Saturday, April 4, 2015

The answer is not in the stars

Somewhere in their condo in Chicago two friends of ours keep what they call The Wall of Good Intentions. It's a space to post sticky notes with things they need to take care of. Sometimes the good intentions—such as sorting through their vast collection of cooking and astrology books which has spilled into the garage—are technically doable but not anytime in the near future, if ever.

Stew and I maintain separate Walls of Good Intentions but mostly in our minds, where usually they remain unfulfilled, there to glower at us for our lack of organization, laziness or inability to get our lives in order.

The corner of good intentions. 
Actually, Stew jots his intentions on a small memo pad he carries around, side by side with grocery lists and other mundanities. And while it might take him a few days he actually accomplishes most of them, perhaps because they are small, manageable tasks, like shining a pair of shoes or disconnecting the room heaters and putting them in the basement.

In my estimation Stew lacks daring and imagination.

My mind floats at a much more elevated level, where grand plans are conceptualized if alas, seldom realized. Some people say I'm unrealistic, maybe a tad neurotic. I don't shine my shoes but commit to do yoga and meditation every single day. I don't sort through clothes that need to be dry-cleaned but conjure up grand landscaping projects, to which Félix listens politely but with a dismissive or terrified look in his eyes that seems to say, "I'm sure this will pass, or at least I hope so."

Stew thinks I'm nuts, particularly because he gets swept up in many of my cockamamie ideas.

Take astronomy, a vast undertaking indeed. Coming home at night I've often paused by the gate and looked in awe of all the stars that dot the clear and impenetrably inky sky over our ranch. While I admire the stars the dogs sometimes run away down the road and Stew has to go find them.

The night skies fascinate me because I never learned even the basics of stargazing, in the order of the Big Dipper versus the Little Dipper.

So, rather typically, I dove into the subject full-throttle: I sent away for astronomy books, borrowed a telescope and a stargazing book from a friend and downloaded apps of the night sky into my Amazon Kindle tablet.

But why stop there, I figured, so I signed myself and Stew up for an eight-hour primer conducted by a former astronomer at Chicago's Adler Planetarium.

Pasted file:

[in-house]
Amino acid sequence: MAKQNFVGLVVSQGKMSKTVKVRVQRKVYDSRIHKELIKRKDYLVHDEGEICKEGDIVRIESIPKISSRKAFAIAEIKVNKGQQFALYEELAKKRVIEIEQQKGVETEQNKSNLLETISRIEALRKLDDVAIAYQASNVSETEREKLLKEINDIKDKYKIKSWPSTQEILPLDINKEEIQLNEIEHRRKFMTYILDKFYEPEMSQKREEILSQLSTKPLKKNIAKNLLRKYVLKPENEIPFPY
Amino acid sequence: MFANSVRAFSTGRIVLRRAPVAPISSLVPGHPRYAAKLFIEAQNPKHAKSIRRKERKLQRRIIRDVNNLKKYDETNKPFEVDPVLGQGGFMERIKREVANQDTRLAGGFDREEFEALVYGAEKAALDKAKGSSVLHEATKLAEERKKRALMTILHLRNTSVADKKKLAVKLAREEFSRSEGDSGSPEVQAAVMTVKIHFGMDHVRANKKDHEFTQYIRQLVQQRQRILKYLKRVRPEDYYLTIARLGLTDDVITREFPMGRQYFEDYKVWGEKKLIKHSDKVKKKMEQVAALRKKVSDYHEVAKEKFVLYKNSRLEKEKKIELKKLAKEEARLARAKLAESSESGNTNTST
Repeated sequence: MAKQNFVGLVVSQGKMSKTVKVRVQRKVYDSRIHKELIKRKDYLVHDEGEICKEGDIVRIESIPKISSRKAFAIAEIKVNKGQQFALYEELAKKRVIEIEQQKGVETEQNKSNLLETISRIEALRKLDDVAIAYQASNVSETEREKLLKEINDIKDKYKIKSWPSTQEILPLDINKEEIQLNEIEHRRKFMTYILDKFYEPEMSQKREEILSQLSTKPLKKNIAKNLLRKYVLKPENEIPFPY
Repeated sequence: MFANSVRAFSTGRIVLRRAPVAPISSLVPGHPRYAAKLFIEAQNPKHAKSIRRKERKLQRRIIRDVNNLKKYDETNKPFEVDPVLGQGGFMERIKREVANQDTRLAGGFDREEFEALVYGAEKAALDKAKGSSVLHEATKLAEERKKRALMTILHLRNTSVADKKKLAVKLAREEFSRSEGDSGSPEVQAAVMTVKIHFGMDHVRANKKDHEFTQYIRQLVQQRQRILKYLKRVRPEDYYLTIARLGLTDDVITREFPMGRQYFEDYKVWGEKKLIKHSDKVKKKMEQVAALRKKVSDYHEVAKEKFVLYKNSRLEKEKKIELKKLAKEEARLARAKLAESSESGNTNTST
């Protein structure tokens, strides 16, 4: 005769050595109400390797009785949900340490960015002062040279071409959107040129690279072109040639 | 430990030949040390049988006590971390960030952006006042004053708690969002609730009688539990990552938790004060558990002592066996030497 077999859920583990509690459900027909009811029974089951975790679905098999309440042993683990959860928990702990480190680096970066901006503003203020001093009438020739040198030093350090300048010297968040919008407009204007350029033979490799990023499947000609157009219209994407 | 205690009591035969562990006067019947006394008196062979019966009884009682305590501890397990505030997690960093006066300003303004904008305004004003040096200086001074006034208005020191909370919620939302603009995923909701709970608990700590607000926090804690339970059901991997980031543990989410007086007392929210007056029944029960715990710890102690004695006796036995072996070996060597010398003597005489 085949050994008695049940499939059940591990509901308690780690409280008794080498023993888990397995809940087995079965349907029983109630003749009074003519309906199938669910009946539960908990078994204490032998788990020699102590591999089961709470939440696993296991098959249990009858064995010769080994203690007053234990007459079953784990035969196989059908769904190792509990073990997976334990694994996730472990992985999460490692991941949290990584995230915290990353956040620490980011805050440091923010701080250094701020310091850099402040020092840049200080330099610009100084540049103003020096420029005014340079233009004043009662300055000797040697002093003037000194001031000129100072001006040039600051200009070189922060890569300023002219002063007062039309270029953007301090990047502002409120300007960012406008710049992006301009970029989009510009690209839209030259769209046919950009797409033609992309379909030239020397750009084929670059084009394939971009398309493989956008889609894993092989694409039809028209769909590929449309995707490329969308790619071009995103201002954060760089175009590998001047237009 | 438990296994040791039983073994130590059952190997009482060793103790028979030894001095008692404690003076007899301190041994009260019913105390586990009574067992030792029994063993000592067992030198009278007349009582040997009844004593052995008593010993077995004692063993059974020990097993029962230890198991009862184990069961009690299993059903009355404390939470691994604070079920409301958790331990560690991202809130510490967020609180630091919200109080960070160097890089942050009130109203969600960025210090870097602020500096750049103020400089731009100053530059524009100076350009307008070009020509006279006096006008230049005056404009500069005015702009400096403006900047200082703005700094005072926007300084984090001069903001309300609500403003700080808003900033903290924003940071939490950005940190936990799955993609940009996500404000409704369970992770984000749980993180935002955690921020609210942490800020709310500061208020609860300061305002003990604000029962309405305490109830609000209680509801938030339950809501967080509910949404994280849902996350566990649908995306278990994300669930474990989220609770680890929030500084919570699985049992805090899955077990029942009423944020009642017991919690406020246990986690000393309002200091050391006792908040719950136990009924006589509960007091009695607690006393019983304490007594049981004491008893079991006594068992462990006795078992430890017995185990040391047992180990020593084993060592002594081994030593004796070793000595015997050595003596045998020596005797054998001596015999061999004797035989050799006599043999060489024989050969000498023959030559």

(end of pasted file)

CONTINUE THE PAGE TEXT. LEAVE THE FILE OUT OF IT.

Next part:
Stew put the telescope together but could not fathom how to use it or where to aim it. He was never able to spot even the moon, though I could spy on Don Vicente's ranch, downhill from our place.

Trawling thorough the internet I found various guides for looking at the stars. Also I downloaded the telescope's user's manual which turned out to be useless, written in bad English by someone with a great deal more knowledge of astronomical lingo than either Stew or me.

The astronomy class started out auspiciously, peppered with fascinating tidbits about the stars, planets and galaxies. As the course progressed though, things got more complicated. The last class, when the teacher escorted us through introductory cosmology and concepts like "black holes," "dark matter," "singularity," how the universe is actually expanding and the possibility of "other universes," it all became very baffling.

Perhaps the fatal blow to our foray into astronomy came when we missed the one show-and-tell outdoors when the teacher actually pointed to the sky and named the stars and planets visible to the naked eye.

In turns out I'm not Galileo. In fact, the part of my brain reserved for mathematics and other scientific pursuits has never worked well and if anything, is deteriorating with age.

So—with Stew's help—this morning I put our friend's telescope back in the box.

Come Monday Félix is supposed to hire a backhoe and send for two loads of black dirt for a rock garden I envision by the entrance gate.

Maybe I'll wait. Félix will be relieved if I do.

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